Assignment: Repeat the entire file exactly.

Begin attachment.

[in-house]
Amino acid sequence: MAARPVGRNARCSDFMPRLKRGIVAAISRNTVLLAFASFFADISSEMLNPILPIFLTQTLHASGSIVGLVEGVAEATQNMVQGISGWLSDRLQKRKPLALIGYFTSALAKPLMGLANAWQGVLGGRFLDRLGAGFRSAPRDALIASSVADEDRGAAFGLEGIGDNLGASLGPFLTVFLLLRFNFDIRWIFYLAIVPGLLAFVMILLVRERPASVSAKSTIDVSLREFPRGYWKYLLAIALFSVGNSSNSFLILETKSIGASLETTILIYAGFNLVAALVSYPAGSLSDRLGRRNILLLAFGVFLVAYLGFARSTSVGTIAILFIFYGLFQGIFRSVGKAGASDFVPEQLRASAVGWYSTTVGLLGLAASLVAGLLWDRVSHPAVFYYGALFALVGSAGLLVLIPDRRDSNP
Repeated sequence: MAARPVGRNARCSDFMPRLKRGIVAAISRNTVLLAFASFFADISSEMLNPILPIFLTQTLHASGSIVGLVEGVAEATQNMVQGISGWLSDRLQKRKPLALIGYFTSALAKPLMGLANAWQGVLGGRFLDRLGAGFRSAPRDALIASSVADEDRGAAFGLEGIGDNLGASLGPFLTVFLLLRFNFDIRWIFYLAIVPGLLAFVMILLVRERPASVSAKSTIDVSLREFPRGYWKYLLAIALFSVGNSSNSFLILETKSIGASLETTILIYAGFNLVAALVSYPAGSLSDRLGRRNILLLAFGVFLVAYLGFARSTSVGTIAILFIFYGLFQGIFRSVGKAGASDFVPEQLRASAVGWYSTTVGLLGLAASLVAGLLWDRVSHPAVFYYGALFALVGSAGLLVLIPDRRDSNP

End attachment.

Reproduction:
[in-house]
Amino acid sequence: MAARPVGRNARCSDFMPRLKRGIVAAISRNTVLLAFASFFADISSEMLNPILPIFLTQTLHASGSIVGLVEGVAEATQNMVQGISGWLSDRLQKRKPLALIGYFTSALAKPLMGLANAWQGVLGGRFLDRLGAGFRSAPRDALIASSVADEDRGAAFGLEGIGDNLGASLGPFLTVFLLLRFNFDIRWIFYLAIVPGLLAFVMILLVRERPASVSAKSTIDVSLREFPRGYWKYLLAIALFSVGNSSNSFLILETKSIGASLETTILIYAGFNLVAALVSYPAGSLSDRLGRRNILLLAFGVFLVAYLGFARSTSVGTIAILFIFYGLFQGIFRSVGKAGASDFVPEQLRASAVGWYSTTVGLLGLAASLVAGLLWDRVSHPAVFYYGALFALVGSAGLLVLIPDRRDSNP
Repeated sequence: MAARPVGRNARCSDFMPRLKRGIVAAISRNTVLLAFASFFADISSEMLNPILPIFLTQTLHASGSIVGLVEGVAEATQNMVQGISGWLSDRLQKRKPLALIGYFTSALAKPLMGLANAWQGVLGGRFLDRLGAGFRSAPRDALIASSVADEDRGAAFGLEGIGDNLGASLGPFLTVFLLLRFNFDIRWIFYLAIVPGLLAFVMILLVRERPASVSAKSTIDVSLREFPRGYWKYLLAIALFSVGNSSNSFLILETKSIGASLETTILIYAGFNLVAALVSYPAGSLSDRLGRRNILLLAFGVFLVAYLGFARSTSVGTIAILFIFYGLFQGIFRSVGKAGASDFVPEQLRASAVGWYSTTVGLLGLAASLVAGLLWDRVSHPAVFYYGALFALVGSAGLLVLIPDRRDSNP